Nick Reid
Nick Reid, head of
architecture at WS
Atkins in Qatar

Clear sustainability targets

Baric also emphasises the importance of close collaboration with clients. “With such huge number of large-scale projects rolling out, clients can afford to be picky. It takes lots of hard work, international recognition and experience to win the contract.” He is not satisfied with finishing work done on various projects across Doha.

“Investments are so big and it is a shame that finishing work is not done well. Because of poor quality or inadequate materials some of the buildings are deteriorating very fast in the desert climate and in the five or ten years, without in many cases very costly restoration works, they will be in very poor state.”

Baric and Reid list environmental sustainability and energy efficiency as the most important factors when it comes to designing Qatari public and residential infrastructure. “Qatar has pioneered the GSAS (latterly QSAS) Gulf Sustainability Assessment System to address this very issue.

This is now front and centre of government thinking for all new development projects. It’s part of the very fabric of the standards embodied in the latest issue of the Qatar Construction Specification. In doing so Qatar is very firmly nailing its colours to the mast by setting clear sustainability targets for the future across a wide range of topics in addition to construction,” explains Reid.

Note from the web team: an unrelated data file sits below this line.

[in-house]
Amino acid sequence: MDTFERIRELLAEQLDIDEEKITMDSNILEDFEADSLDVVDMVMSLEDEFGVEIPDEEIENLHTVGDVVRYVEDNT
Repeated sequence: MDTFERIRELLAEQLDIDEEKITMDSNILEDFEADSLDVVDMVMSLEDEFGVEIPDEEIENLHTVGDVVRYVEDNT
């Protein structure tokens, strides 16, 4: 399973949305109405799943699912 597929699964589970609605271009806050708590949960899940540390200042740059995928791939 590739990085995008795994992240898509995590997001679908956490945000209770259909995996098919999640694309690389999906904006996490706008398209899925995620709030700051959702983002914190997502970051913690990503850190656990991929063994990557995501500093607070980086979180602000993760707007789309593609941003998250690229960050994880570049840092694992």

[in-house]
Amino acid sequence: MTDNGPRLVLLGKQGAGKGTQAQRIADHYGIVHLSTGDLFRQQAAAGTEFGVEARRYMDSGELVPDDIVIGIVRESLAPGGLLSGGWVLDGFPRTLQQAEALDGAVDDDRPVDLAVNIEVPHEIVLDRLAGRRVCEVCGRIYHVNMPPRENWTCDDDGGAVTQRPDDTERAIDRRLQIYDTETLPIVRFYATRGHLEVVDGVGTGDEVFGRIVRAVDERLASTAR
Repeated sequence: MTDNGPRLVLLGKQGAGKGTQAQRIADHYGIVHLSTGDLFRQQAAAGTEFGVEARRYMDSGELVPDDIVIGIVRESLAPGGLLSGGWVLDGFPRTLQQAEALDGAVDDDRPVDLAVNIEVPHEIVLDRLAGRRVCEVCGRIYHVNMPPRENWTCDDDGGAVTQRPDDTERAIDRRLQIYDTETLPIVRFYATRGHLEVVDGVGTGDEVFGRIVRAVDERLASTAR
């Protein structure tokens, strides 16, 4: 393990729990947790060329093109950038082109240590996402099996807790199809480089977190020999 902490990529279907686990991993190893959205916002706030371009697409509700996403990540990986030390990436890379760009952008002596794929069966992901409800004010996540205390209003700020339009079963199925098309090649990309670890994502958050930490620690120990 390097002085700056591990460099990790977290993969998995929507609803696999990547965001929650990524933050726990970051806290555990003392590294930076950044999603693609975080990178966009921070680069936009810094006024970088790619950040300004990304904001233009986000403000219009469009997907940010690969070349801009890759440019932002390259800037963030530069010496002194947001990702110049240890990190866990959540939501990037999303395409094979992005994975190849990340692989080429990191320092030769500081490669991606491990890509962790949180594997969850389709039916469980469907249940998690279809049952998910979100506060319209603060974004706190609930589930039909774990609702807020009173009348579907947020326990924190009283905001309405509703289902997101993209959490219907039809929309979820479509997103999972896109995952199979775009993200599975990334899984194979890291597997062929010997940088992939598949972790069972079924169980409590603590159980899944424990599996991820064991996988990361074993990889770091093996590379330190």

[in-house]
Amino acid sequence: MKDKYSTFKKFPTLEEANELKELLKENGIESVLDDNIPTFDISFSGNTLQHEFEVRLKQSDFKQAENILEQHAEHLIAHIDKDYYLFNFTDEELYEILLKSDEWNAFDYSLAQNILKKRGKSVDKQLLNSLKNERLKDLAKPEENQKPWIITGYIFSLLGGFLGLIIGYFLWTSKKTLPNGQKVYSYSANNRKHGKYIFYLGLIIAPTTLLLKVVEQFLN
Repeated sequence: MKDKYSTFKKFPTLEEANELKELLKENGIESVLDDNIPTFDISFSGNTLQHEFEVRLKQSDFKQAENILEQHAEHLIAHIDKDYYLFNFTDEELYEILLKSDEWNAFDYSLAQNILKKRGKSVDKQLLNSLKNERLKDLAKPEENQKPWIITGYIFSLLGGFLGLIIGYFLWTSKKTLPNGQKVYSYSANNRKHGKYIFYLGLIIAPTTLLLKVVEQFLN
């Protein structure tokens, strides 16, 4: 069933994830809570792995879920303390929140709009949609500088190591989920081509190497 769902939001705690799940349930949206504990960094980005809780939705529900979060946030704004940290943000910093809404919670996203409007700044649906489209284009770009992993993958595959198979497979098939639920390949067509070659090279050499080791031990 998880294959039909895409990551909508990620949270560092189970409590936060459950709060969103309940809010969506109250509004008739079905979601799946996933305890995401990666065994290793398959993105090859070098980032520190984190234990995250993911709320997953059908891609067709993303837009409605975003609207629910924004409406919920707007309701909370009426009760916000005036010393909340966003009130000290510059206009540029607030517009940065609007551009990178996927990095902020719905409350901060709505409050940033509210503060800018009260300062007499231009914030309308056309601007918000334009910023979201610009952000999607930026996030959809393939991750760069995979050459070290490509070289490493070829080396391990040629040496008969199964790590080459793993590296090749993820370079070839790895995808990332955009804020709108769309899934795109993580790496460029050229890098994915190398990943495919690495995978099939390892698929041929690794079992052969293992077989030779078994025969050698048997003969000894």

Nowadays, topping the list of the most desired architectural projects in Qatar is new football infrastructure designed for FIFA 2022 World Cup. The total cost of building five new stadiums and upgrading seven existing ones with necessary amenities like solar-powered cooling systems, will be USD 4.2 billion.

Football stadiums are for now the “talk of the town”, and when finished they will, like other iconic projects, leave their mark on the urban infrastructure of Doha. Qatar’s capital has huge potential to become a true model for a modern city, the place where architectural students can come and learn about sustainable, environmentally-friendly design, and see the place that struck the balance between large-scale projects and urban development that embodies quality design and its citizen needs.

NO COMMENTS

LEAVE A REPLY

12 − four =